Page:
The optional slide stop 240 is further described. Referring now to FIG. 2, generally the slide stop 240 is configured to restrict x-axis movement of a lower end of either the inclined slide mount 230 or microscope slide assembly 316.
Examples of slide stops 240 are provided. Referring now to FIG. 3, in a first example, a cutout slide stop 242 is a cutout in either the base block 210 or base 212, which limits x-axis movement of the lower end of the inclined slide mount 230 and/or the microscope slide assembly 316. Referring now to FIG. 4, in a second example, a base extrusion, bump, or bulge 244 is an extension of or an attachment to either the base block 210 or base 212, which limits x-axis movement of the lower end of the inclined slide mount 230 and/or the microscope slide assembly 316. Referring now to FIG. 5A and FIG. 5B, in a third example, one or more limiters, such as the first movement limiter 246 and the second movement limiter 248, limit x-axis movement of the lower end of the inclined slide mount 230 and/or the microscope slide assembly 316. Referring still to FIG. 5A, in a fourth example, a slide mount extrusion, bump, or bulge 234, which is affixed to and/or integrated into the inclined slide mount 230, limits x- and z-axes movement of the microscope slide assembly 316. Referring again to FIG. 5B, in a fifth example, the nonslip element 236 (not illustrated) affixed to and/or embedded in the inclined slide mount 230 limits x-axis movement of the lower end of the microscope slide assembly 316.
Referring again to FIG. 2, the base block 210 includes an optional temperature sensor 250, such as a thermometer, thermocouple, and/or a thermistor 252. As illustrated in FIG. 2, a thermometer is integrated into the base block 210 and is used to measure the temperature of the base block 210, which controls the temperature of the inclined slide mount 230 configured to hold the microscope slide assembly 316. Combined, the base heater 220 and temperature sensor 250 provide a temperature control to the inclined slide mount 230 configured to hold and heat the microscope slide assembly 316.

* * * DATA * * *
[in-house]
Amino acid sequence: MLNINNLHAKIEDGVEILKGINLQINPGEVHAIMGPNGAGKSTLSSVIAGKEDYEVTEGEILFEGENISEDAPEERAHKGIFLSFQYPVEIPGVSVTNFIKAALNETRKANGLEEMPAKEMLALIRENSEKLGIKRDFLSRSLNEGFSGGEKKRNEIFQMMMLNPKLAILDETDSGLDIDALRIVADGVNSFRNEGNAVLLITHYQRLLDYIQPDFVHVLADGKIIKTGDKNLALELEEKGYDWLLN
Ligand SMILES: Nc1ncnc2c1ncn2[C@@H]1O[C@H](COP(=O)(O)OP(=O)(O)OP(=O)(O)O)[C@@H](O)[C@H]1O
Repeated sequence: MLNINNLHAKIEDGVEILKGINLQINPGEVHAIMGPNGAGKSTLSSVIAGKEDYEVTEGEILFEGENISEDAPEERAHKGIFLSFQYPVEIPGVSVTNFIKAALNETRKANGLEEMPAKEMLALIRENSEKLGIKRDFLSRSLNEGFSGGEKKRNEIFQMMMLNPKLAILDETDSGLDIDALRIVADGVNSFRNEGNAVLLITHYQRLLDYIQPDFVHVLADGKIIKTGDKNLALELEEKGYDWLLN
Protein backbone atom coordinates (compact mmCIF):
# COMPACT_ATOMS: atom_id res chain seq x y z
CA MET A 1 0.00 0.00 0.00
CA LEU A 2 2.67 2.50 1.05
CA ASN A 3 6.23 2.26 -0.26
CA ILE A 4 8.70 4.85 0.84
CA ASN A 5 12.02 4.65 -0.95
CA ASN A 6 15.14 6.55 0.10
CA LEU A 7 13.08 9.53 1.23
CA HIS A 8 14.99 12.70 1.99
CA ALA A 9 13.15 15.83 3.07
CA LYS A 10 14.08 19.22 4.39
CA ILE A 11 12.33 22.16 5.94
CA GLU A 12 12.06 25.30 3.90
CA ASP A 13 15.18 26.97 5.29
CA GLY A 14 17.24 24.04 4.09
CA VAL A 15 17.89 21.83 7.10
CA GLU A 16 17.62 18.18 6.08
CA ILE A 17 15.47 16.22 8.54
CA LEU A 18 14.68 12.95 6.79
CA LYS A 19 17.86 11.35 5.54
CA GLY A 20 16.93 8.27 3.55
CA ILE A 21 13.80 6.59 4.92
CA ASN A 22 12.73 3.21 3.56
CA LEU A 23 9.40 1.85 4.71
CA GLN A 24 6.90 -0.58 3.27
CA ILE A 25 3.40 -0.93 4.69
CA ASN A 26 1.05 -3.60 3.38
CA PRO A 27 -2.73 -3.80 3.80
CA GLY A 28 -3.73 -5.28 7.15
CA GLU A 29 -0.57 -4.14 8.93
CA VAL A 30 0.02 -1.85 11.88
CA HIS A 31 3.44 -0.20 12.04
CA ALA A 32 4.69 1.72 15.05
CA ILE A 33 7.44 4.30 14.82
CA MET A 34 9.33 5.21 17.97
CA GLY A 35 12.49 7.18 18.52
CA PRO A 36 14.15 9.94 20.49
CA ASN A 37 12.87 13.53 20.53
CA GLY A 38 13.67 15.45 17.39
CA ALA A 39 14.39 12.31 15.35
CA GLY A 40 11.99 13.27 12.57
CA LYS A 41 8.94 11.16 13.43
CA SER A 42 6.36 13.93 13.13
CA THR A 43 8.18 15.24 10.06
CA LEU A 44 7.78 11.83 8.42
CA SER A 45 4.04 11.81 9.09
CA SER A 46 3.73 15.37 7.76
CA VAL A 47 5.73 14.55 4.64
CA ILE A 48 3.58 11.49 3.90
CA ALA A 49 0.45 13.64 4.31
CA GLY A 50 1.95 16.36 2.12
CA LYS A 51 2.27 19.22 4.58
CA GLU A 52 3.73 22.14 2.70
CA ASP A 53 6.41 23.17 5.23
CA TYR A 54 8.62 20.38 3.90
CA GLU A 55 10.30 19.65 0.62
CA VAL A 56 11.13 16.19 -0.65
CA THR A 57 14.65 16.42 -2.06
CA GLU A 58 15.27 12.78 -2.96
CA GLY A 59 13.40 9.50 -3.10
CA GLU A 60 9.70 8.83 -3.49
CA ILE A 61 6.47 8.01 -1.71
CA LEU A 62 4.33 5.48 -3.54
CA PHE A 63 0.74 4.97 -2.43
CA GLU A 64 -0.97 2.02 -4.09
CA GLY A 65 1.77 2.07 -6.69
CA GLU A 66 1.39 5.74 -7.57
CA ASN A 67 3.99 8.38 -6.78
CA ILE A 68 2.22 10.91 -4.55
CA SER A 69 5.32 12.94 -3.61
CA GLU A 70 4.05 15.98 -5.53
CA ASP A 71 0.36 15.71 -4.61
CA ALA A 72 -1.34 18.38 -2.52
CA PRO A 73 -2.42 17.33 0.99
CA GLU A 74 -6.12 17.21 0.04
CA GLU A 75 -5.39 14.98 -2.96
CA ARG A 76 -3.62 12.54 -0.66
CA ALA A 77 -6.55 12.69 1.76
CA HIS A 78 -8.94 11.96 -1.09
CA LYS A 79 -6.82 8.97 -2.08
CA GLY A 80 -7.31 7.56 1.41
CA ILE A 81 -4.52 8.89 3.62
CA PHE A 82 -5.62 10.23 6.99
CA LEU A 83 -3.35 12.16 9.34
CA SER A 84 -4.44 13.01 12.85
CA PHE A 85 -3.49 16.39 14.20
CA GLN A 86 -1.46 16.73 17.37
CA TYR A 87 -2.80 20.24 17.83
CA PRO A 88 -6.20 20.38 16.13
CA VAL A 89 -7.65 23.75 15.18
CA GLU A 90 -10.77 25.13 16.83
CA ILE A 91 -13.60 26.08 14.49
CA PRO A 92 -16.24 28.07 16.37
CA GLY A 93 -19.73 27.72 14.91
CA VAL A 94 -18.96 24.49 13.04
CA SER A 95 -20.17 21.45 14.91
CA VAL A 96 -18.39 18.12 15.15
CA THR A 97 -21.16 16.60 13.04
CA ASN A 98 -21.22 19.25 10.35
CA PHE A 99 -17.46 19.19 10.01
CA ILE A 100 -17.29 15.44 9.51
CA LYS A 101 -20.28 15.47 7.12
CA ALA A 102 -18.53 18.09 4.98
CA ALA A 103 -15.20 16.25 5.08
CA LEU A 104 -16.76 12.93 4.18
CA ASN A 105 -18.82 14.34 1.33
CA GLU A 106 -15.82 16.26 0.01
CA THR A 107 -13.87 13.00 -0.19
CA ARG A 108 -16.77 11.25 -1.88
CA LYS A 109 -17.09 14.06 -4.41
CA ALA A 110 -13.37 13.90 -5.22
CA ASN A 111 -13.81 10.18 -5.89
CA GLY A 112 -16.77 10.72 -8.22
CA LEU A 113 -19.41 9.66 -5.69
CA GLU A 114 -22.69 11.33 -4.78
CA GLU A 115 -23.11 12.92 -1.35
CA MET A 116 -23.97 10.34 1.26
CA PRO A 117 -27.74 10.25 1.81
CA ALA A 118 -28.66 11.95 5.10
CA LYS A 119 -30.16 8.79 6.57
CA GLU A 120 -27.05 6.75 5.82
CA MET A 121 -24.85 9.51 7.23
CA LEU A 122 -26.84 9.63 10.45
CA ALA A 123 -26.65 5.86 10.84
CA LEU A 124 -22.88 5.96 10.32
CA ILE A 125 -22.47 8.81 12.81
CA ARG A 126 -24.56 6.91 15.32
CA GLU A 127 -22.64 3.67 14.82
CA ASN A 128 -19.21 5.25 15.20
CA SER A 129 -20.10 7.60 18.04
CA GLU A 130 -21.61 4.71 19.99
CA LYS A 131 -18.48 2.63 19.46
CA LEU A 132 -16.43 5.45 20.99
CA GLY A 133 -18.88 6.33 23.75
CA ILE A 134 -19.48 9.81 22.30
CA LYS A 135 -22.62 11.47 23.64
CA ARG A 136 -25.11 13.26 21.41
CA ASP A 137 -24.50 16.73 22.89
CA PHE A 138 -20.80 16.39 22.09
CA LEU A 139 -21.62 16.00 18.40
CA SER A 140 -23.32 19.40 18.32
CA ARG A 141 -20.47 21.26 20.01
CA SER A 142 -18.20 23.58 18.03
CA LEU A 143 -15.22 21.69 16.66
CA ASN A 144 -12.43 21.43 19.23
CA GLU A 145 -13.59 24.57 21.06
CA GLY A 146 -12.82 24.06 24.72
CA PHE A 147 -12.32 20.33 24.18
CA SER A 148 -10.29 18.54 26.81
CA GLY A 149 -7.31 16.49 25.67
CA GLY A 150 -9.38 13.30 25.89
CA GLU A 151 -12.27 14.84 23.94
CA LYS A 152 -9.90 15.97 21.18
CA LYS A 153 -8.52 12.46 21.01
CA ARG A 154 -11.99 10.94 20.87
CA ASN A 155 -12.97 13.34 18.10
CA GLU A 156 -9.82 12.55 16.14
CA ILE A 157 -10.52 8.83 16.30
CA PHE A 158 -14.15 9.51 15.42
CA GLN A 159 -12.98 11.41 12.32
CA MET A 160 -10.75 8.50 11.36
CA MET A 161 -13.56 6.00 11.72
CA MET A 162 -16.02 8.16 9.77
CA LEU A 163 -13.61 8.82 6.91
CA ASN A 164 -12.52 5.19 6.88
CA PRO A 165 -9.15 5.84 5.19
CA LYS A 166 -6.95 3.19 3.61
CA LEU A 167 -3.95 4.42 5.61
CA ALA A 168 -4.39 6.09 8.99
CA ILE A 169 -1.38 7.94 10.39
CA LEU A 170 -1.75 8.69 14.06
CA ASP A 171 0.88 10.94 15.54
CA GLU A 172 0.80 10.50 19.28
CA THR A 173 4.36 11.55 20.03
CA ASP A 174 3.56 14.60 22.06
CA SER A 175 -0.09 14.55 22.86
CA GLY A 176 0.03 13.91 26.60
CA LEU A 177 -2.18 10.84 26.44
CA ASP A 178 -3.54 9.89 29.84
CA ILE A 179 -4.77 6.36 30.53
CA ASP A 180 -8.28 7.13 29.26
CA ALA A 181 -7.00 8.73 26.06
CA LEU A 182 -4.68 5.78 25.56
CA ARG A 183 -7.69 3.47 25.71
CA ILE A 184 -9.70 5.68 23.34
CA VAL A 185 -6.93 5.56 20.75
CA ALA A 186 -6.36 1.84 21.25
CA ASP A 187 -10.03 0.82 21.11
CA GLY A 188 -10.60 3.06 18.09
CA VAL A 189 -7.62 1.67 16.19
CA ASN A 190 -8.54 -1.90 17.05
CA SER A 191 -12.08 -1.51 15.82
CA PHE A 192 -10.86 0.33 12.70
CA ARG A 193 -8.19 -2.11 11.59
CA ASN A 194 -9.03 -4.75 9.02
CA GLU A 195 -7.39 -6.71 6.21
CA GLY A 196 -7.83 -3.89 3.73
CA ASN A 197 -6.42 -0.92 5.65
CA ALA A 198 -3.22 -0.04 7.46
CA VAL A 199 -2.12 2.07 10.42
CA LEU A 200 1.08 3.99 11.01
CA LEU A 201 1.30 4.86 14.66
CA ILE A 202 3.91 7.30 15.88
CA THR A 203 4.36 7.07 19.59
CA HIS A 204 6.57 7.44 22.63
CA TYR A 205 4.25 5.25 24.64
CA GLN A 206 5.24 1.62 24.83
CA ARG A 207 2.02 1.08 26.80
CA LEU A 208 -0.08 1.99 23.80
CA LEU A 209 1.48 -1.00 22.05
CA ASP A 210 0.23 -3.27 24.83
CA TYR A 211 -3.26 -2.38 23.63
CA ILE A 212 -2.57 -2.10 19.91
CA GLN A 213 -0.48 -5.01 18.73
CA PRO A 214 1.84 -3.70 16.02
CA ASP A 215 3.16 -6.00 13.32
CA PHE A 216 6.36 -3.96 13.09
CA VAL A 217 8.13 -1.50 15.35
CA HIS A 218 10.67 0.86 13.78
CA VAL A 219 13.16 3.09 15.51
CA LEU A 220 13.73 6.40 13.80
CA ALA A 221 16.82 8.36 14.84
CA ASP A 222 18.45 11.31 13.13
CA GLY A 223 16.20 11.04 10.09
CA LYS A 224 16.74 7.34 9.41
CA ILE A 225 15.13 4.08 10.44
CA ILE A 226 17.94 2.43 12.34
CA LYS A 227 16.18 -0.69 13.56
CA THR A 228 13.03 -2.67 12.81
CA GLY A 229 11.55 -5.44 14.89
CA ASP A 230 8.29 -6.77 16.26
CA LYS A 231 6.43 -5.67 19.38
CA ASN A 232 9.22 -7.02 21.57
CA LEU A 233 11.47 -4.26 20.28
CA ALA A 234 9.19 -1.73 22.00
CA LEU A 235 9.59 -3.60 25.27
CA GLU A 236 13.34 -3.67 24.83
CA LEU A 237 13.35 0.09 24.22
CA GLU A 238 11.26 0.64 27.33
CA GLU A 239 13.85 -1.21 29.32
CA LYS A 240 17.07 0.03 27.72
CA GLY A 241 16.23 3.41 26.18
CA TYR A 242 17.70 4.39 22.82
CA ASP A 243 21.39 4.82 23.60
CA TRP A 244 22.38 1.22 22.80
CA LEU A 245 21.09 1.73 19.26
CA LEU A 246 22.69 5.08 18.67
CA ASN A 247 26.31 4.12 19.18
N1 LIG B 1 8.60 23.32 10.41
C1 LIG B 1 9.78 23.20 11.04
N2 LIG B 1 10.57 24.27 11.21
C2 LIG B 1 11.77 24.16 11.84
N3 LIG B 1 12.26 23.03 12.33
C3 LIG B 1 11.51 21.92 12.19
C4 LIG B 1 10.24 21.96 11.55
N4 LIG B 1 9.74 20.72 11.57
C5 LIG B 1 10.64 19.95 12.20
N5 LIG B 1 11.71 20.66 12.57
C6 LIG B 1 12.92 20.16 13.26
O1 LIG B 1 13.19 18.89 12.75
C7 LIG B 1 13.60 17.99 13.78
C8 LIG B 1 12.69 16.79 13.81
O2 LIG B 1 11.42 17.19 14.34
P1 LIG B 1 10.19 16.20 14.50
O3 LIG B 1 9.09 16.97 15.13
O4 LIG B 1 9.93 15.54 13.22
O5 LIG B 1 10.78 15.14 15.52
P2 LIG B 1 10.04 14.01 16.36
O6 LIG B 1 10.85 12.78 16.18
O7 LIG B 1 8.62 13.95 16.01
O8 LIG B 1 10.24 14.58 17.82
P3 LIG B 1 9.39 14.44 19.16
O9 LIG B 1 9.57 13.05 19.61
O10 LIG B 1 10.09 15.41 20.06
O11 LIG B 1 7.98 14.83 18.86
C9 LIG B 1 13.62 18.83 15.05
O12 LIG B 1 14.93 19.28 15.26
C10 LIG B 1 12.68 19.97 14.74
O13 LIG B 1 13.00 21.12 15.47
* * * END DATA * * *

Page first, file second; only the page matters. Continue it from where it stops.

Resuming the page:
Temperature Control System
Referring now to FIG. 5A, an example of the temperature sensor 250 integrated into the inclined slide mount 230 is described. In one example, an inclined plane heater 222 is affixed to, removeably affixed to, and/or embedded into a portion of the leaning support or inclined slide mount 230. The inclined plane heater heats at least the inclined surface 232 of the inclined slide mount 230. Optionally, a thermistor 252 or other temperature sensor is affixed to, removeably affixed to, and/or embedded into a portion of the leaning support or inclined slide mount 230, such as with about ¼, ½, ¾, 1, 2, or 3 three inches from a portion of the inclined surface 232 in contact with the microscope slide assembly 316 during use. The thermistor 252 or other temperature sensor is electrically attached to a temperature readout device and/or a temperature controller 510. The temperature controller 510 iteratively controls the temperature of the inclined slide mount 230 by controlling the inclined plane heater 222 using input from the thermistor 252 or temperature sensor 250. Heat is transferred from the heating element to the sample via conduction and/or by convection.
Similarly, the temperature sensor 222 is placed in the inclined slide mount 230 or base block 210 and in combination with the temperature controller 510 and a base heater or the inclined plane heater 222 is used in temperature control of the inclined slide mount 230 and/or base block 210.
Test Tube Mounts
Referring again to FIG. 2, optional apertures, holes, or mounts 260 are cut or cast into the base block 210. In a first case, the mounts 260 are configured to hold a test tube or similar container and are temperature elevated, controlled, and/or stabilized by heat transfer from the base block 210. The test tubes are configured to hold an aliquot of the tested sample or fluid. By pre-elevating or controlling the sample temperature to about the same temperature as the inclined slide mount, such as within about 0.1, 0.5, 1, 2, 3, 4, or 5 degrees centigrade, the viscosity of the sampled fluid does not change when placed onto the microscope slide assembly. Optionally a single temperature controller 510 is used to control temperature of a first interface with the test tube at the test tube mount 260 and to also control temperature at a second interface between the inclined surface 232 and the microscope slide assembly 316.